Oh.... so that’s why the stamped concrete around my customer’s eight pencil jet water features is deteriorating. You see, the first winter after the pool was built, the freeze guard was running the water feature pump every time we got a cold snap. Then, the wind would blow a little bit of the water onto the deck, where it would pool around the base of the brass pencil jets, penetrate the more lightly coated stamped concrete there and cause the damage just like the damage cited in the research study.
On the one hand, I’m just a pool cleaner. I’m sure the builder and the salt system manufacturer thought about all that beforehand and I’m just hallucinating again. And, of course, I have an axe to grind with the builder and manufacturer for screwing my customers like stump-tied sheep. I admit. I’m biased.
On the other hand, the scientists, Dr Scherer and Dr. Valenza, the guys who wrote this research article for The Journal of the American Ceramic Society, have some pretty hefty credentials. Like the Princeton Institute for the Science & Technology of Materials, Department of Civil and Environmental Engineering, Princeton, New Jersey.
Gosh... who should I believe? The guys with the degrees in basket weaving - with a minor in business, of course - or the scientists from Princeton?
Then there’s the article titled “Salt-induced decay in calcareous stone monuments and buildings in a marine environment in SW France”, by a group of six scientists from universities and institutes from Antwerp to Athens to La Rochele, France. The research article matter-of-factly states that “salt-induced deterioration of architectural heritage is considered to be accelerated drastically in marine environments”.
Hmmm... decaying stone... salt-induced... marine environment... What could they be saying? It must be some secret language that only scientists can understand. Certainly the salt, or NaCl, that’s in these marine environments is wholly different from the salt, NaCl, that we dump into swimming pools.
I know. Let’s go to www.saltinstitute.org and ask them.
Wait... what’s this? There appears to be a photo on their home page of salt being harvested from sea water through solar evaporation. Hmmm... I wonder? Could it be that the salt system manufacturers forgot to mention fifty or sixty years of research that proves conclusively that salt hastens the destruction of stone and concrete structures?
But then there’s the article, “The evaluation of crystallization modifiers for controlling salt damage to limestone”.
Ahah! Herein lies hope. These are a couple of different science guys who are talking about adding something to the salt to “significantly affect the capillary passage of dilute and concentrated solutions of sodium chloride and sodium sulfate through columns of limestone.” In other words, reduce the damage of salt on limestone.
They clearly state that “sodium chloride passage through Monks Park limestone gave predominantly subflorescence with mild edge erosion while sodium sulfate mainly effloresced and severely damaged the stone column”.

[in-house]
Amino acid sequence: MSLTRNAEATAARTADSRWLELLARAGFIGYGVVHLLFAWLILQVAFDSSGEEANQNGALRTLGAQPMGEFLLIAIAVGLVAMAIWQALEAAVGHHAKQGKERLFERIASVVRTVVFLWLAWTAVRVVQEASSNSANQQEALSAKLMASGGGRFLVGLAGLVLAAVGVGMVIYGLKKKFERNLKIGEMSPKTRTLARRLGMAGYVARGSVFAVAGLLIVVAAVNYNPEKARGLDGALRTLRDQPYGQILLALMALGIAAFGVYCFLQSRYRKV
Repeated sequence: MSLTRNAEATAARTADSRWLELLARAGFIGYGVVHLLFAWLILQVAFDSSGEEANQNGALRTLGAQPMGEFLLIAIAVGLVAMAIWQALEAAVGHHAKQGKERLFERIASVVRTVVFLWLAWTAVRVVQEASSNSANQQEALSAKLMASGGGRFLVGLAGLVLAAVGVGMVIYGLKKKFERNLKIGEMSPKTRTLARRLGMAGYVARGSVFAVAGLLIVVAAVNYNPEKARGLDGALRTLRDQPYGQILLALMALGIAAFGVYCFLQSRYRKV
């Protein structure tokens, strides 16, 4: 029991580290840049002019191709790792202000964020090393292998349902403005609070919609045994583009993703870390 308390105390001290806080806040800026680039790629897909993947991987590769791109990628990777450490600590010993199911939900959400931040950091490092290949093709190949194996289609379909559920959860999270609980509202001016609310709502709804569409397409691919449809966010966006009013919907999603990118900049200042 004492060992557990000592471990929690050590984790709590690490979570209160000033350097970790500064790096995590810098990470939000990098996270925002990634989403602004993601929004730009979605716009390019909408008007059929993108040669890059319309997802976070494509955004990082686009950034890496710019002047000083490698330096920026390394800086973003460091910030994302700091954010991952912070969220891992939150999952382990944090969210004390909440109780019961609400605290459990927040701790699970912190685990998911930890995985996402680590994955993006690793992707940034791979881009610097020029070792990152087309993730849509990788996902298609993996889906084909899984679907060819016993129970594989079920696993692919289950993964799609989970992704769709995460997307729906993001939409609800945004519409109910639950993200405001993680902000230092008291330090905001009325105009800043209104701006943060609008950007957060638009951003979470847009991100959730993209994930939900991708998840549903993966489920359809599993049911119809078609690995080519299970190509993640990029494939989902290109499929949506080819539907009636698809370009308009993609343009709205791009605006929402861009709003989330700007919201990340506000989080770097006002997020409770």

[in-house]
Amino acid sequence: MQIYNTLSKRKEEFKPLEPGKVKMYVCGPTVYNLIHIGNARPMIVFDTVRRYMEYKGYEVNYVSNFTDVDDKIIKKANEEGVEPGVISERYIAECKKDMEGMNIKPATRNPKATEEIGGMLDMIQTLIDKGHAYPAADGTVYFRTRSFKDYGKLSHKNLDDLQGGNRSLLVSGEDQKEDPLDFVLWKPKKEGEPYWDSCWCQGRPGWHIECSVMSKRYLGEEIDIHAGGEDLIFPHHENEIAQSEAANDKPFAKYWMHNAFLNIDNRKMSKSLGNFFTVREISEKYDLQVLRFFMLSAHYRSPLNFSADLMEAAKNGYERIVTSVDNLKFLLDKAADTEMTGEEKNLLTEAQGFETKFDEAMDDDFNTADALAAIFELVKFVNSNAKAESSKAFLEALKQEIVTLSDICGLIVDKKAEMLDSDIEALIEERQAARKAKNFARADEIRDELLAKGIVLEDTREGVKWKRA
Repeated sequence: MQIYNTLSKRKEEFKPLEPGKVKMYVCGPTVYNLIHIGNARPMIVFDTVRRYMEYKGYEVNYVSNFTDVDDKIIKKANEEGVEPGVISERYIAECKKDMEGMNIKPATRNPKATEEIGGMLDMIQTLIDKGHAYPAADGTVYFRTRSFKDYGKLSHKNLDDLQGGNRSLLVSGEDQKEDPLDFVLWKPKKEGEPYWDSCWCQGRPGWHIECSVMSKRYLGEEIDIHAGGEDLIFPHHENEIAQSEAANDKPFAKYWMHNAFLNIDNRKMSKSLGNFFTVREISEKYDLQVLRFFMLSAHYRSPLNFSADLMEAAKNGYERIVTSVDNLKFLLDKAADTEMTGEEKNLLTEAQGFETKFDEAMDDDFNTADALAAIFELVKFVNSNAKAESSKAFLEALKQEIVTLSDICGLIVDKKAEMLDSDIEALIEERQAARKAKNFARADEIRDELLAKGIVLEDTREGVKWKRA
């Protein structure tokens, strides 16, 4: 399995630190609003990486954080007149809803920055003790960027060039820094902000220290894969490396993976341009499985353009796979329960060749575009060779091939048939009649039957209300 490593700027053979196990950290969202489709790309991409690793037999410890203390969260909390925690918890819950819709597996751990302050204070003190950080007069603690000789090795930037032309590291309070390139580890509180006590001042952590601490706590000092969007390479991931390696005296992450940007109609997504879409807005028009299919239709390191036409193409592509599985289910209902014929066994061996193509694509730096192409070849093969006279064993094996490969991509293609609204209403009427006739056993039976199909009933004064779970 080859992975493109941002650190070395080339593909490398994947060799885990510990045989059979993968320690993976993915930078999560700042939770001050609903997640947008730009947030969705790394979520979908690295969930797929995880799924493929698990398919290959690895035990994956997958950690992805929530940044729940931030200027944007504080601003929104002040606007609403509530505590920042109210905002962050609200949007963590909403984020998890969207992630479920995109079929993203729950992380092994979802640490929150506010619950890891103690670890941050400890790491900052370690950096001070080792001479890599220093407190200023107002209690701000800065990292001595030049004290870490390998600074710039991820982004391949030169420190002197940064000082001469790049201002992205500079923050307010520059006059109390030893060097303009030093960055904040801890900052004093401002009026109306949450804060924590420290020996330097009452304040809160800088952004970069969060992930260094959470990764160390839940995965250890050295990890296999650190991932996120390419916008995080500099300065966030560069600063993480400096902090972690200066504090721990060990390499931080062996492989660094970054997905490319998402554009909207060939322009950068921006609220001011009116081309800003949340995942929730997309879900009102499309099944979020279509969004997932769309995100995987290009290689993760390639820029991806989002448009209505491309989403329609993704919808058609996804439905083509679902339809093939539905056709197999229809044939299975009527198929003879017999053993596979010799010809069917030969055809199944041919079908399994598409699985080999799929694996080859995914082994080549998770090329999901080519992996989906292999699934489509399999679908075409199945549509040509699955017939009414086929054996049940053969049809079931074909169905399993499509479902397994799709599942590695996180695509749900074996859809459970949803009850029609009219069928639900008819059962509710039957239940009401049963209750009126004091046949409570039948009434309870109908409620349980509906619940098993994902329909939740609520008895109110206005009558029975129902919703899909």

So, the answer is easy. Just put this additive in with our salt... what is it this wonder additive? Oh, yes, potassium ferrocyanide... Hey, wait a minute. I read somewhere else that they’re already putting sodium ferrocyanide into most road salts and:
“under acidic conditions...this compound is known to break down, generating toxic cyanide forms, including hydrogen cyanide. These toxins appear to have caused serious fish kills as the result of sodium ferrocyanide’s use by the BC Ministry of Forests in fire retardants. Recent animal studies also have shown chronic cyanide exposure may be deleterious to liver and kidney functions and causes both time- and dose-dependent DNA fragmentation, accompanied by cytotoxicity.”
Maybe not what you want your kids swimming around in, after all.
But while we’re on the subject of road salt:
“The corrosion and environmental costs pertinent to road salts amount up to at least $469 per ton on average, and they are often ignored in formulating highway winter maintenance strategies. The magnitude of such hidden costs is significant compared with the nominal cost of using road salts for snow and ice control...”
A ton of road salt only cost about $75.00, or about 15% of that $469.00 a ton. The rest is infrastructure cost. Infrastructure like cars, roads, bridges, the environment. In the US we use about ten million tons of road salt per year. Do the math. That’s $4,690,000,000 a year. If you subtract out the cost of the salt, that means that $3,940,000,000 damage results from road salt.
But I’m sure it won’t hurt your pool, or your coping, or your deck, or your metal water features, or your stainless steel filter tank, or your diving board stand, or the ground around your swimming pool. You see, my salt system salesman told me so. And you can take that to the bank. After all, he did.
Then I read:
“Sodium exchanges easily with calcium and magnesium in soil, as well as other nutrients needed for soil fertility. This process destroys soil structure and fertility. Long-term salt accumulation can cause high soil density and low permeability, which adversely affects plant growth and erosion control.”
You know, that's how water softeners work. They leach the calcium and magnesium out of your water and replace it with sodium. Isn't that great?